Regulators roll out streamlined mortgage modification program

by E. Scott Reckard, Los Angeles Times

"This new option gives delinquent borrowers another path to avoid
foreclosure," Edward J. DeMarco, acting director of the Federal Housing
Finance Agency, said in a statement announcing the modifications

The new modifications, however, would not include reducing the loan
balance, a move promoted by housing advocates and others but resisted by
DeMarco, who says it would end up costing taxpayers money and would
encourage defaults.

California Atty. General Kamala Harris ‘ one of a group of nine attorneys general who have called for
DeMarco’s ouster because of his principal-reduction stance ‘ called the
program "a step in the right direction by FHFA." But she added: "More
must be done to allow homeowners to benefit from principal forgiveness
and forbearance."

In most cases, FHFA officials said, borrowers would save more money
by documenting their incomes and expenses. But the new program would cut
down on documentation requirements because many troubled borrowers
never respond when asked to apply for modification programs requiring
financial documentation, or they struggle to provide all the necessary

The FHFA was created to oversee Fannie Mae and Freddie Mac when the government stepped in during the financial crisis to keep the home finance giants from failing.

The modifications would be available to borrowers with Fannie- or
Freddie-backed loans. They must be delinquent by at least 90 days but no
more than 24 months. The loans must be first mortgages, at least 12
months old and amount to 80% or more of the property value. Missed
payments will be added to the new loan balance. Loans that have been
modified two or more times previously are not eligible.

Borrowers would see their payments slashed by an average of about
30%. The modifications would lower the mortgage interest rate to half a
percentage point above the going rate for 30-year fixed loans, or about
4% at present, and stretch repayments over 40 years. Some borrowers also
would not have to pay interest on a portion of the loan.

Fannie and Freddie, controlled by the government since the financial
crisis, own or guarantee more than half of all U.S. home loans. They pay
mortgage customer-service providers to collect payments, handle
foreclosures and work to modify loans for troubled borrowers.

Consumer advocates and housing counselors said the program would help
address some frequently heard complaints about the loan servicers, most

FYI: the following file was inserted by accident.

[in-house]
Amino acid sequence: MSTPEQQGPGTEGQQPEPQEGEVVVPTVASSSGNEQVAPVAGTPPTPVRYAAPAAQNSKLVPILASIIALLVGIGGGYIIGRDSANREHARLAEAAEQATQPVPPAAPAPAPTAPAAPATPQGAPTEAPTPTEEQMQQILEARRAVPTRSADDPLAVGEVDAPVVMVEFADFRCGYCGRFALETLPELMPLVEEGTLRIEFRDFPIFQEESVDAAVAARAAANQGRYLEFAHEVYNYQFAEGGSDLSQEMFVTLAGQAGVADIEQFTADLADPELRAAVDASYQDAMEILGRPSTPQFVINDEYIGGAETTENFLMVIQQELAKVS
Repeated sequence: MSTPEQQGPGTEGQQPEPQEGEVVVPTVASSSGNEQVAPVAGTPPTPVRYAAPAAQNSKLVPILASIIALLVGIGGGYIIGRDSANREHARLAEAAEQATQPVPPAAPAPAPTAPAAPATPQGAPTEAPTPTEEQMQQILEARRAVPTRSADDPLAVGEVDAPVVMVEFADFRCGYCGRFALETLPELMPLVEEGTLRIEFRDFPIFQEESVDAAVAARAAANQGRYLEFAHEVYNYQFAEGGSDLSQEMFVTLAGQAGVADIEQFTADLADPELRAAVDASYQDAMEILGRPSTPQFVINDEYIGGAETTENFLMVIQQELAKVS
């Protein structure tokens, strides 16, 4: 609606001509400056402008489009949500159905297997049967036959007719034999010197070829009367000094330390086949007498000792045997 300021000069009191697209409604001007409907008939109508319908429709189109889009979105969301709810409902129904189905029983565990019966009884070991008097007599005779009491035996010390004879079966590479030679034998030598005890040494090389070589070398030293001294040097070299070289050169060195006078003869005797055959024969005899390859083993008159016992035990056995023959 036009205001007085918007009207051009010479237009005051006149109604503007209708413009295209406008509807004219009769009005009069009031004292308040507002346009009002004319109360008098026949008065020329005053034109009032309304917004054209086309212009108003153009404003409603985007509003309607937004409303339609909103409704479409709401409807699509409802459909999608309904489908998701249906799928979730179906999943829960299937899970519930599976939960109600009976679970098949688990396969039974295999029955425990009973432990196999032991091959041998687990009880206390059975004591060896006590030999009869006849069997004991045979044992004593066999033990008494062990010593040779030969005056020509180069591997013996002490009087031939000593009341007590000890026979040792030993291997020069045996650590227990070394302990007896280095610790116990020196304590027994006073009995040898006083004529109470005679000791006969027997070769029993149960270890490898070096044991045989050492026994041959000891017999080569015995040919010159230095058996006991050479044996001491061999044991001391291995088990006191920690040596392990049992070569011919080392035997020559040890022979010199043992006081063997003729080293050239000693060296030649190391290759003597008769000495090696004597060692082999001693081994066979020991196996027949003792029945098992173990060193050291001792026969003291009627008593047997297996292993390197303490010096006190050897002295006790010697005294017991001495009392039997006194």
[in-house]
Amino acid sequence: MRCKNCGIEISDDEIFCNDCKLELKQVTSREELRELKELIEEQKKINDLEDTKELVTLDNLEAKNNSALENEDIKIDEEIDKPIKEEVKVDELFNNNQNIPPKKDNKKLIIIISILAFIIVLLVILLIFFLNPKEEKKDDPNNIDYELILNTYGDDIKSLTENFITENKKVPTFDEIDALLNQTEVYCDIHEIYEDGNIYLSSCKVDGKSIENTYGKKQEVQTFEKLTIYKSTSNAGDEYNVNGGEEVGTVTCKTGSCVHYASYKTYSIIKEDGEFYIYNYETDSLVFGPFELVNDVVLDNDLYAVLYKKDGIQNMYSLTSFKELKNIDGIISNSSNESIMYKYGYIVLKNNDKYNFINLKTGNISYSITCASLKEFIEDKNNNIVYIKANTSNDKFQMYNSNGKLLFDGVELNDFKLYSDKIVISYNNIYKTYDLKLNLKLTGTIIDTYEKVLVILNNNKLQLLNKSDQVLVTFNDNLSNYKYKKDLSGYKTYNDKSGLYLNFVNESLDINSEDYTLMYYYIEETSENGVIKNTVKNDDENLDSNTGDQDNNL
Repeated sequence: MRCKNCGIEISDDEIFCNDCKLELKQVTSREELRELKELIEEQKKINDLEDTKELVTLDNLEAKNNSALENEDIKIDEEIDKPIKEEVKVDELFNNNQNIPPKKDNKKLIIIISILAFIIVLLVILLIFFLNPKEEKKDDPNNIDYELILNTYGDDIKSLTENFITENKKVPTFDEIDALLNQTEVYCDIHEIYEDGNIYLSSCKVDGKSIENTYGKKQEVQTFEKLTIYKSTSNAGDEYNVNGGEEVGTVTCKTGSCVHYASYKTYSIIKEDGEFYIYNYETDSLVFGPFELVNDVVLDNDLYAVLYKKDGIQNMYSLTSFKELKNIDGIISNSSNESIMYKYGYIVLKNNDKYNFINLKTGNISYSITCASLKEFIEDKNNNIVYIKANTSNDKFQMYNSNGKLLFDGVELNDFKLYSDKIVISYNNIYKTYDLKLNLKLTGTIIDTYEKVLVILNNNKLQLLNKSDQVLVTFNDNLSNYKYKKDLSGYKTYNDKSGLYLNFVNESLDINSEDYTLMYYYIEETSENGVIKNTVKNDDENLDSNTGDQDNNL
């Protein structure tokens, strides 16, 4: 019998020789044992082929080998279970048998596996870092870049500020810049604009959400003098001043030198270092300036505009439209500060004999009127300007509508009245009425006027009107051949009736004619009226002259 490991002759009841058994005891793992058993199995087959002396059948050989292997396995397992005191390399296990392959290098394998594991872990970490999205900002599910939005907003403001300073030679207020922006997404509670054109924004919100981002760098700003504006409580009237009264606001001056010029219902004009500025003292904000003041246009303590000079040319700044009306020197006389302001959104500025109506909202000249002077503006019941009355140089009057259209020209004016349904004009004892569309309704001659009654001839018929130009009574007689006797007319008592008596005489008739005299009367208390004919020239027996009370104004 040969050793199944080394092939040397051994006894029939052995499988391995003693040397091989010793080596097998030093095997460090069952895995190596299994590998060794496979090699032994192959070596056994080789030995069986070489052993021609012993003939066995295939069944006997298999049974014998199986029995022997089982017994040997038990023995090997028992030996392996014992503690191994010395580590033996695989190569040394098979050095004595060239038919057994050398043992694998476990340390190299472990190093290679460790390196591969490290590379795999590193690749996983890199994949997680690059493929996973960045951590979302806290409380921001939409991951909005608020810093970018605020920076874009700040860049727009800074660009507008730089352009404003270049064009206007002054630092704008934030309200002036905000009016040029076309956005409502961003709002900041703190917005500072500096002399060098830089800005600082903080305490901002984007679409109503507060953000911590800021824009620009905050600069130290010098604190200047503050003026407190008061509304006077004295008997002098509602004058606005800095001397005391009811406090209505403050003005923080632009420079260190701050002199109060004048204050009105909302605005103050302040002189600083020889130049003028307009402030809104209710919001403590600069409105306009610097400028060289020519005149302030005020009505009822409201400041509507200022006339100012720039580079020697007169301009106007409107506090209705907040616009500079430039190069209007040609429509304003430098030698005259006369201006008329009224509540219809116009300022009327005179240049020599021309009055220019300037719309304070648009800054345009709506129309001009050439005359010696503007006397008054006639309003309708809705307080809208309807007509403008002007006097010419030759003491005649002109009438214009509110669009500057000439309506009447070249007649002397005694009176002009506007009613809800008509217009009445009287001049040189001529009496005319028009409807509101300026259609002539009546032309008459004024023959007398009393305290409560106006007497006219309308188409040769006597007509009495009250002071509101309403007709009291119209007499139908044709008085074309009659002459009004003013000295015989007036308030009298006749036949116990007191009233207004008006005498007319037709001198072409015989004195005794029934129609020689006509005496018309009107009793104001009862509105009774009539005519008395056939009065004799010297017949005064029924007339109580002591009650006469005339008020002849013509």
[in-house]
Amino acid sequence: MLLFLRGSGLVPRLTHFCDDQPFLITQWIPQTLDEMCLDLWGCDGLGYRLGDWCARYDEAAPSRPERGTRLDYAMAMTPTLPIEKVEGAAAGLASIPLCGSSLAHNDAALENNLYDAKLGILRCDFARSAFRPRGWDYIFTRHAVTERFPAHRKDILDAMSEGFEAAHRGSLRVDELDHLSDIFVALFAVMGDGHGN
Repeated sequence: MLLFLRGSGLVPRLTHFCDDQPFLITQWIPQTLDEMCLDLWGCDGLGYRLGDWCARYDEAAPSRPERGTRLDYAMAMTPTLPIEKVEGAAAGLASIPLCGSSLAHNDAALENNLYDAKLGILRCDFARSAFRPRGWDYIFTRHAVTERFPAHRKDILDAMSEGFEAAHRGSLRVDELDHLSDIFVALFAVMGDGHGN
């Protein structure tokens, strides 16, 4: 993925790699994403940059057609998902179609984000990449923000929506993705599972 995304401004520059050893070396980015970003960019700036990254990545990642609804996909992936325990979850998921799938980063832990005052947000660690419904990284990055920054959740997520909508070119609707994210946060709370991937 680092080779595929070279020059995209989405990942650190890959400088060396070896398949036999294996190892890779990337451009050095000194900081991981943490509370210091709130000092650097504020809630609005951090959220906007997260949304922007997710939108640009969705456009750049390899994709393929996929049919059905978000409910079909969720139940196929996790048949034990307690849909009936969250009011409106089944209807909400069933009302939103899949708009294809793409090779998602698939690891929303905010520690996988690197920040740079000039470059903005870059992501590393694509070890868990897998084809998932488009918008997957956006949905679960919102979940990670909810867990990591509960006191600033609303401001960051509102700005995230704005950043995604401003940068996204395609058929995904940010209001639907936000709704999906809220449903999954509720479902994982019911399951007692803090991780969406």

of which are arms of the country’s largest banks.

"We continue to hear numerous and harrowing stories about servicers
losing documents, dual tracking and improperly denying borrowers relief
to which they are entitled," said Kevin Stein, associate director of the
California Reinvestment Coalition in San Francisco. "More automatic
modifications can get around these problems."

Dual tracking is the practice of pursuing a foreclosure at the same
time a borrower is applying for a modification to avoid losing the

Stein and others complained about DeMarco’s refusal to include
principal reduction in the FHFA’s efforts to assist borrowers and reduce
losses at Fannie and Freddie by avoiding foreclosures.

"Offering a 40-year loan at today’s interest rate without a lot of
hassle will certainly help," said Glenn Hayes, chief executive of
Neighborhood Housing Services of Orange County. "It would be much better
if they’d just bite the bullet and do a write-down" of the amount owed.
"These people are never going to pay off a 40-year loan anyway."

Fannie and Freddie will require servicers to send letters to eligible
borrowers explaining the modification and specifying the reduced
payment. After receiving three on-time payments, the servicers are to
send a formal modification agreement, which when signed and returned
will make the modification permanent.

FHFA officials said they did not believe the changes would trigger
large numbers of strategic defaults, in which borrowers who can afford
to pay fall behind intentionally to get their loans modified. Fannie Mae
and Freddie Mac have existing screening measures to prevent strategic
defaulters from taking advantage of the program, the FHFA said.

UC Irvine law professor Katherine M. Porter ‘ appointed by Harris to
monitor whether banks are complying with the terms of a $25-billion
national settlement of abuse claims ‘ praised the program for shifting
the burden for loan modifications from families to the servicers.

"One of the real problems in dealing with borrowers has been
procedures ‘ delivering relief, the communications, the lost documents,"
Porter said.

"This initiative appears to create an easier process, particularly
for people who have difficulty in communicating with servicers because
they work odd shifts, have a language barrier, have trouble collecting